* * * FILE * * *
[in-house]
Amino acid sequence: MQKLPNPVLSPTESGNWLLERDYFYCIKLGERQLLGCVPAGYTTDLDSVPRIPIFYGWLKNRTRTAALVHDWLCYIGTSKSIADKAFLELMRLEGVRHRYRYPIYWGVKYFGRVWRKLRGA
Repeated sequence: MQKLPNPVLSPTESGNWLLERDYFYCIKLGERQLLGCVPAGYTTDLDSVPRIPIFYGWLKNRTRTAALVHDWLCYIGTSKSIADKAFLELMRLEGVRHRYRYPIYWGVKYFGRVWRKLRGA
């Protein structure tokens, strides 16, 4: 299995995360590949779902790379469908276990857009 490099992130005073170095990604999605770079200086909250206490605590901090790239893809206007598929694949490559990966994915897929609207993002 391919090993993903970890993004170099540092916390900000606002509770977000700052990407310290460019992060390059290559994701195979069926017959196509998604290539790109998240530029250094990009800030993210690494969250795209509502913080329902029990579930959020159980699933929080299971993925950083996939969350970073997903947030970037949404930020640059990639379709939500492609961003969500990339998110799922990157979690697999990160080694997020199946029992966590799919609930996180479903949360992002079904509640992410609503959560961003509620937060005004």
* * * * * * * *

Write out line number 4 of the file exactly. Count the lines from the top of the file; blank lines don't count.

């Protein structure tokens, strides 16, 4: 299995995360590949779902790379469908276990857009 490099992130005073170095990604999605770079200086909250206490605590901090790239893809206007598929694949490559990966994915897929609207993002 391919090993993903970890993004170099540092916390900000606002509770977000700052990407310290460019992060390059290559994701195979069926017959196509998604290539790109998240530029250094990009800030993210690494969250795209509502913080329902029990579930959020159980699933929080299971993925950083996939969350970073997903947030970037949404930020640059990639379709939500492609961003969500990339998110799922990157979690697999990160080694997020199946029992966590799919609930996180479903949360992002079904509640992410609503959560961003509620937060005004």